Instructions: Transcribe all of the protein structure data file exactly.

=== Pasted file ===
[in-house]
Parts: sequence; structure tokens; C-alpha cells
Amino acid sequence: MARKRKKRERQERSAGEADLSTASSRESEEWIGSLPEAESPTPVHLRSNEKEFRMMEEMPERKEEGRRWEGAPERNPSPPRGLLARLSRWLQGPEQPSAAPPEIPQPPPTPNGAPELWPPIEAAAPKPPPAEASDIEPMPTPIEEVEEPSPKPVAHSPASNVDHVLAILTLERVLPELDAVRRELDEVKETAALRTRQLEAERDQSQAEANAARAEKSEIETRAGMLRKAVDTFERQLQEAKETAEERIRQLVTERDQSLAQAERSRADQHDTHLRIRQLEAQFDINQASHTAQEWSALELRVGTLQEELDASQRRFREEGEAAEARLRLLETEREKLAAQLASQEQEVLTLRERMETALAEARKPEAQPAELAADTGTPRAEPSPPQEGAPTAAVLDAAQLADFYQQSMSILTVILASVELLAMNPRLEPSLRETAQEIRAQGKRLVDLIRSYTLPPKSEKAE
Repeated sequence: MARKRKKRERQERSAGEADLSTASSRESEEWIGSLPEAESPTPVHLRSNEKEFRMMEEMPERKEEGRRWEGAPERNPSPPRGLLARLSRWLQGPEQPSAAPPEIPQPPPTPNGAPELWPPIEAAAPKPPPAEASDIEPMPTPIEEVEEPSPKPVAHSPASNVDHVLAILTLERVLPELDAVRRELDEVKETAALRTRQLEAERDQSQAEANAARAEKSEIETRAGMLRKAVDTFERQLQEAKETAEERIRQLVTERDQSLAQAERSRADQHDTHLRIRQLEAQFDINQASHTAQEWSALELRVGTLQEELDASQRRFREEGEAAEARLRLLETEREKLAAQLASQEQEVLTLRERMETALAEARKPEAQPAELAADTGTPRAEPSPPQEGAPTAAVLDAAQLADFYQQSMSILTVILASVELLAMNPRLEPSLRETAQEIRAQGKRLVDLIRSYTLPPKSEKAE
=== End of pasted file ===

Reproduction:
[in-house]
Parts: sequence; structure tokens; C-alpha cells
Amino acid sequence: MARKRKKRERQERSAGEADLSTASSRESEEWIGSLPEAESPTPVHLRSNEKEFRMMEEMPERKEEGRRWEGAPERNPSPPRGLLARLSRWLQGPEQPSAAPPEIPQPPPTPNGAPELWPPIEAAAPKPPPAEASDIEPMPTPIEEVEEPSPKPVAHSPASNVDHVLAILTLERVLPELDAVRRELDEVKETAALRTRQLEAERDQSQAEANAARAEKSEIETRAGMLRKAVDTFERQLQEAKETAEERIRQLVTERDQSLAQAERSRADQHDTHLRIRQLEAQFDINQASHTAQEWSALELRVGTLQEELDASQRRFREEGEAAEARLRLLETEREKLAAQLASQEQEVLTLRERMETALAEARKPEAQPAELAADTGTPRAEPSPPQEGAPTAAVLDAAQLADFYQQSMSILTVILASVELLAMNPRLEPSLRETAQEIRAQGKRLVDLIRSYTLPPKSEKAE
Repeated sequence: MARKRKKRERQERSAGEADLSTASSRESEEWIGSLPEAESPTPVHLRSNEKEFRMMEEMPERKEEGRRWEGAPERNPSPPRGLLARLSRWLQGPEQPSAAPPEIPQPPPTPNGAPELWPPIEAAAPKPPPAEASDIEPMPTPIEEVEEPSPKPVAHSPASNVDHVLAILTLERVLPELDAVRRELDEVKETAALRTRQLEAERDQSQAEANAARAEKSEIETRAGMLRKAVDTFERQLQEAKETAEERIRQLVTERDQSLAQAERSRADQHDTHLRIRQLEAQFDINQASHTAQEWSALELRVGTLQEELDASQRRFREEGEAAEARLRLLETEREKLAAQLASQEQEVLTLRERMETALAEARKPEAQPAELAADTGTPRAEPSPPQEGAPTAAVLDAAQLADFYQQSMSILTVILASVELLAMNPRLEPSLRETAQEIRAQGKRLVDLIRSYTLPPKSEKAE